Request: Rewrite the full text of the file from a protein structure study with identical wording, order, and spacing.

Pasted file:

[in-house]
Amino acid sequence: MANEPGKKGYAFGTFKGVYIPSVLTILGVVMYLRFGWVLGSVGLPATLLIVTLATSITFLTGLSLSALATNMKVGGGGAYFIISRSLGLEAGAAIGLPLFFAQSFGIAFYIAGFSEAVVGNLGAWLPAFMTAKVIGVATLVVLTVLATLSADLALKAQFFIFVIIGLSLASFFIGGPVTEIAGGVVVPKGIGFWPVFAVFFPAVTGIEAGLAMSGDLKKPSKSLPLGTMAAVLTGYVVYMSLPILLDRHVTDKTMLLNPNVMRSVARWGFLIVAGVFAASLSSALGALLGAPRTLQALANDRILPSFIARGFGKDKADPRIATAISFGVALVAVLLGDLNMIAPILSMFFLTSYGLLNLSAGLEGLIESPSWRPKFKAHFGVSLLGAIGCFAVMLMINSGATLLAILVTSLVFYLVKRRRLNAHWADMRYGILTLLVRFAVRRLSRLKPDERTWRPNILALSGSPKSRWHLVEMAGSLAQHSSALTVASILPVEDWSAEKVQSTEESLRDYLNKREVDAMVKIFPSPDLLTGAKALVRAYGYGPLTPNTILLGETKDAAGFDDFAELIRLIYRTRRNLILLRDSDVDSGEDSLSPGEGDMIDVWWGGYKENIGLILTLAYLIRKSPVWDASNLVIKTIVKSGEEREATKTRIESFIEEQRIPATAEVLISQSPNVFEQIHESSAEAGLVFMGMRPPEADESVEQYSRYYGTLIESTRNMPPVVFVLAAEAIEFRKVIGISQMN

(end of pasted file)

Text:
[in-house]
Amino acid sequence: MANEPGKKGYAFGTFKGVYIPSVLTILGVVMYLRFGWVLGSVGLPATLLIVTLATSITFLTGLSLSALATNMKVGGGGAYFIISRSLGLEAGAAIGLPLFFAQSFGIAFYIAGFSEAVVGNLGAWLPAFMTAKVIGVATLVVLTVLATLSADLALKAQFFIFVIIGLSLASFFIGGPVTEIAGGVVVPKGIGFWPVFAVFFPAVTGIEAGLAMSGDLKKPSKSLPLGTMAAVLTGYVVYMSLPILLDRHVTDKTMLLNPNVMRSVARWGFLIVAGVFAASLSSALGALLGAPRTLQALANDRILPSFIARGFGKDKADPRIATAISFGVALVAVLLGDLNMIAPILSMFFLTSYGLLNLSAGLEGLIESPSWRPKFKAHFGVSLLGAIGCFAVMLMINSGATLLAILVTSLVFYLVKRRRLNAHWADMRYGILTLLVRFAVRRLSRLKPDERTWRPNILALSGSPKSRWHLVEMAGSLAQHSSALTVASILPVEDWSAEKVQSTEESLRDYLNKREVDAMVKIFPSPDLLTGAKALVRAYGYGPLTPNTILLGETKDAAGFDDFAELIRLIYRTRRNLILLRDSDVDSGEDSLSPGEGDMIDVWWGGYKENIGLILTLAYLIRKSPVWDASNLVIKTIVKSGEEREATKTRIESFIEEQRIPATAEVLISQSPNVFEQIHESSAEAGLVFMGMRPPEADESVEQYSRYYGTLIESTRNMPPVVFVLAAEAIEFRKVIGISQMN